Showing dedication to the little things is pretty important to people. It makes you more human to those that read your blog. You want people to be delighted by what they read, and be able to connect to these “little things” sorts of posts. Over time, the little things add up. Before you know it, you have a vibrant and interesting blog. Just three or four little successes can go a long way.
What about the challenges you haven’t solved? Are you still working towards solutions? It's fine to let people know what you're working on to better improve yourself and whatever it is you do. Looking natural is paramount to good blogging practice. In any case, be as positive as you can even when you’ve been dealing with bad days. Keep a bright outlook on things and your blog readers will thank you for it.
You may also want to write down any missteps you took during the day. Now, it would seem that missteps are not the best sort of thing to write about, since on a blog you typically want to be as positive and helpful as possible. But there is a way to spin such mistakes, especially if you find a solution to prevent such a mistake from happening again. You may want to write about what you do to prevent those sorts of mistakes in the future. Be sure not to draw attention to the failure, but instead the solution.
People want to see you succeed, but be sure to admit how you’ve overcome certain challenges. Human beings enjoy success stories. It's easy to be inspired by reading about others overcoming difficulties and challenges.
If you're ever stuck for a blog topic, just brainstorm and let the ideas come naturally. Just let the events of the day unfold in your mind and recount the little victories of the day. You might be surprised with what you find. That way, when you have a dull, uninteresting day, you have a post to inspire both yourself and everyone who happens to read your blog.
So many times I have begun writing on a project and asked myself: why should anyone care about this? A lot of the time, I'll have an idea, then not really care for it myself. I don't discard it. I make a note of it and move on, because I never know where exactly I could find a purpose for that idea. Recently, I've been finding that I need to take more profound steps in my writing. I need to write about things that seem to be often avoided. People care if you bring something up that they don't expect, and sometimes such unexpectedness is met with lots of fear and negativity. But that cannot be a detractor in what a writer decides to write.
There is nothing wrong with writing reviews, or reflective journals, or informational articles. There's nothing wrong with writing light humor or a little piece of flash fiction. There's nothing wrong with writing an adventure novel that exists purely to thrill a reader. As long as each of those pieces of writings fulfill their specific purpose and not just some broad sense of having written something.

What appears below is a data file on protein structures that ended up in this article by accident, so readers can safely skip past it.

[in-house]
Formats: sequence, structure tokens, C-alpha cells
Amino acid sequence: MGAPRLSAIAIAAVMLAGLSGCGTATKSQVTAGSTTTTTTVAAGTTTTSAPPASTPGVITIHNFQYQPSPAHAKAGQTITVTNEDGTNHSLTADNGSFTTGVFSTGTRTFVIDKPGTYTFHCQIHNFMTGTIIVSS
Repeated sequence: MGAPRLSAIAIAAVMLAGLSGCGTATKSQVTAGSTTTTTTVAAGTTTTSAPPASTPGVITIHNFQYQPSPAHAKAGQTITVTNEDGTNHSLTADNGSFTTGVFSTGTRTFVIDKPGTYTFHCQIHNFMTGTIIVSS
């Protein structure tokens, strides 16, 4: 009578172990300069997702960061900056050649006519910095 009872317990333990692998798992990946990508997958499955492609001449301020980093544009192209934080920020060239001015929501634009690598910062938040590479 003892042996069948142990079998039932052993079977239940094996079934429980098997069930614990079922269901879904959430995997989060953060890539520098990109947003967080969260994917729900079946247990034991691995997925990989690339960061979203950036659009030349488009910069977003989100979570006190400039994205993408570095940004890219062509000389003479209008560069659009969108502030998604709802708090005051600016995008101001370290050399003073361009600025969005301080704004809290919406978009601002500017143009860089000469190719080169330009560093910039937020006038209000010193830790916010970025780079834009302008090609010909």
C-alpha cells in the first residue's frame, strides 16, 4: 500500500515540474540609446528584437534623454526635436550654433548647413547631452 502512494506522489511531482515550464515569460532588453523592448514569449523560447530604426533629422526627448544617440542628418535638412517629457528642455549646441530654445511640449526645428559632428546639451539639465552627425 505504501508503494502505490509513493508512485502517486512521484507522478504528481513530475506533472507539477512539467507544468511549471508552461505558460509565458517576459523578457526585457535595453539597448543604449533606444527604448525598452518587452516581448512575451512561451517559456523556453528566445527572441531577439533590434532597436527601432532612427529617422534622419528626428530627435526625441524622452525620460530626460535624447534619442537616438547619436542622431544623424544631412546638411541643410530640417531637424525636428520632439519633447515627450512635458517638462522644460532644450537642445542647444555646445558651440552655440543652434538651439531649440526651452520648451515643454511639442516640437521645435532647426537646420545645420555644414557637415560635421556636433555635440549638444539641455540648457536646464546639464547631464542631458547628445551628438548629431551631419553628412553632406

However, there is a bit of a paradox here, since it is important for a writer to write even when he or she is not finding a purpose for the words being written. But when publishing something, make sure people will have a reason to care about what you've written. Don't just publish something because it sounds good. I've been guilty of that myself. Publish something that actually will add something to the lives of those reading it. Otherwise, you're just spinning your wheels.
by Richard Rowell, Staff Writer
Awhile back, I decided to give up on SEO. However, this doesn't mean that I don't care about optimizing for search anymore. I decided instead to focus on searcher intent, not the search engines themselves. Trying to write for a moving target like an ever-evolving search algorithm is really counter-productive, except for those that are making a lot of money trying to "crack the code" and get "instant results." However, true sustained success doesn't work that way. Instead, it makes the most sense to find what your audience is searching for and how they are searching for it. But it's not just about finding the trending topics and keyword phrases. There's a lot more to it than that.
There are services that claim that they help you chase the "long-tail" keyword phrases that deliver valuable traffic. Actually, some of these services are quite reputable and there's a lot of research involved in finding these golden opportunities in search. But actually, you can do a lot of this work on your own with just a bit of critical thinking. Think about the questions that your audience have asked you or might ask you. You write about those. Then if you do find something trending, there's no hurt in writing about it, but try to spin it in a way where that information will still be useful down the road.